Seattle-based New York Times reporter William Yardley made the front of the Monday Business section with a friendly interview with Kalle Lasn, the catalyst for the Occupy movement and the controversial editor of the Canadian “anticonsumerist” (how about left wing?) magazine Adbusters: “The Branding of the Occupy Movement.”
While crediting Lasn (pictured) for branding the Occupy Wall Street movement, Yardley went 19 paragraphs before mentioning Lasn’s inflammatory 2004 anti-Jewish attack on the Iraq War and neo-conservatives, “Why Won’t Anyone Say They Are Jewish?”
Kalle Lasn, the longtime editor of the anticonsumerist magazine Adbusters, did not invent the anger that has been feeding the Occupy Wall Street demonstrations across the United States.
But he did brand it.
Last summer, as uprisings shook the Middle East and much of the world economy struggled, Mr. Lasn and several colleagues at the small magazine felt the moment was ripe to tap simmering frustration on the American political left.
On July 13, he and his colleagues created a new hash tag on Twitter: #OCCUPYWALLSTREET. They made a poster showing a ballerina dancing on the back of the muscular sculptured bull near Wall Street in Manhattan.
For some people they were just words and images. For Mr. Lasn, they were tools to begin remodeling the “mental environment,” to create a new “meme,” the term coined by the evolutionary biologist Richard Dawkins for a kind of transcendent cultural message.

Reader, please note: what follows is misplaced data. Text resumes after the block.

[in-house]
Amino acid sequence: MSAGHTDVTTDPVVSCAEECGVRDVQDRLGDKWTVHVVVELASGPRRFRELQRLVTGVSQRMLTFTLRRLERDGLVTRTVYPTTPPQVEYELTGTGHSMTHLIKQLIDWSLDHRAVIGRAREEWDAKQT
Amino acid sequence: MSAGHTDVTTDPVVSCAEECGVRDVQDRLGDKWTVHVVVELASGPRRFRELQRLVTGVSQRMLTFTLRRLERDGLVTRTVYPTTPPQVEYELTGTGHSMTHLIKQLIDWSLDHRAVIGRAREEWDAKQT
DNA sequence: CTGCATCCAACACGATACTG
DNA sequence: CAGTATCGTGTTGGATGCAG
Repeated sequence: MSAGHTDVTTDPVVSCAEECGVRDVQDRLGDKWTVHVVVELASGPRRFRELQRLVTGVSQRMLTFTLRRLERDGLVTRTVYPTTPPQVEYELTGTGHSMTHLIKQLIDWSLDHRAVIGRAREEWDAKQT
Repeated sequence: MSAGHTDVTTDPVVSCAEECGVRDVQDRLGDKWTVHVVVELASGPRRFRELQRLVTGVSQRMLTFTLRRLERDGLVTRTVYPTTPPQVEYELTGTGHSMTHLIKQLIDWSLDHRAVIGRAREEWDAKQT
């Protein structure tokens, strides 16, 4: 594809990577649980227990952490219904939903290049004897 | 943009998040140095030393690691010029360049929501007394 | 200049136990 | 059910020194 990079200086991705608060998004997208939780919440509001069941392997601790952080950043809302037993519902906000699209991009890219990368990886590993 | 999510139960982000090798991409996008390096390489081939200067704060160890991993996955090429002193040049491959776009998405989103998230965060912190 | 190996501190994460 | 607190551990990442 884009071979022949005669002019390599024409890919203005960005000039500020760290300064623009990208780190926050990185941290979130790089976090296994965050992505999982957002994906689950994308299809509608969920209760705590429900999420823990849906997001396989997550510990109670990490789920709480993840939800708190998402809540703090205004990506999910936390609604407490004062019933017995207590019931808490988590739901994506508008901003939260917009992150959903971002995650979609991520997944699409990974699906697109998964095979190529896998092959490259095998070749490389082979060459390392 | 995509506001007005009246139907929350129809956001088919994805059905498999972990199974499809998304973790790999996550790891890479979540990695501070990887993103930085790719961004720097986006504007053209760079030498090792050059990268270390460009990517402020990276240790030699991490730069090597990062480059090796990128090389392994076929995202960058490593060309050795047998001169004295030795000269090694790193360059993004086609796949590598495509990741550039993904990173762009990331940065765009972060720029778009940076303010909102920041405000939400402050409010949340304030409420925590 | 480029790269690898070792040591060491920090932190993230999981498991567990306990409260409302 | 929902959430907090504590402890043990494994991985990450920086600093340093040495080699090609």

Lasn is angry at the Times for the news of his controversial 2004 article appearing anywhere in its newspaper. Note that it is a Times columnist, David Brooks, not a news reporter, who is the subject of Lasn's anger. (Lasn had more to say about the supposedly "anti-Palestinian bias" at the Times in an interview at MondoWeiss.)
“Everybody knows it’s here but it’s not a local magazine,” said David Beers, the editor of The Tyee, an online news Web site based here. “He isn’t a local figure. It’s not like he’s on the morning radio. You never hear about the guy unless he’s in a fight with someone.”
Mr. Lasn has a lot of fights. The attention brought by the Occupy protests has revived questions about his views on Jews and the Israeli-Palestinian conflict. In 2004, Adbusters published an article claiming that a large percentage of neoconservatives behind American foreign policy were Jewish.
As a result, Mr. Lasn was called anti-Semitic, a charge he denies. He remains incensed that the incident was mentioned in a recent column by David Brooks, a New York Times columnist, and he has been involved in a discussion with the paper’s letters page about how he can address it.
“There’s not an anti-Semitic bone in my body,” he said, adding, “If we’re going to start wars based on the power of neocons’ influence in foreign policy, I think people should know who they are.”
Yardley left a lot out. Lasn didn’t merely “publish” the article – a paranoid polemic accompanied by a list of “neocons” with the Jewish ones indentified – he wrote it. Yardley also left off the title: “Why Won’t Anyone Say They Are Jewish?” Yardley also failed to quote charming paragraphs like this:
Here at Adbusters, we decided to tackle the issue head on and came up with a carefully researched list of who appear to be the 50 most influential neocons in the U.S. (see above). Deciding exactly who is a neocon is difficult since some neocons reject the term while others embrace it. Some shape policy from within the White House, while others are more peripheral, exacting influence indirectly as journalists, academics and think tank policy wonks. What they all share is the view that the U.S. is a benevolent hyper power that must protect itself by reshaping the rest of the world into its morally superior image. And half of them are Jewish.
The Times has also been eager to suppress evidence of anti-Semitism at Occupy rallies.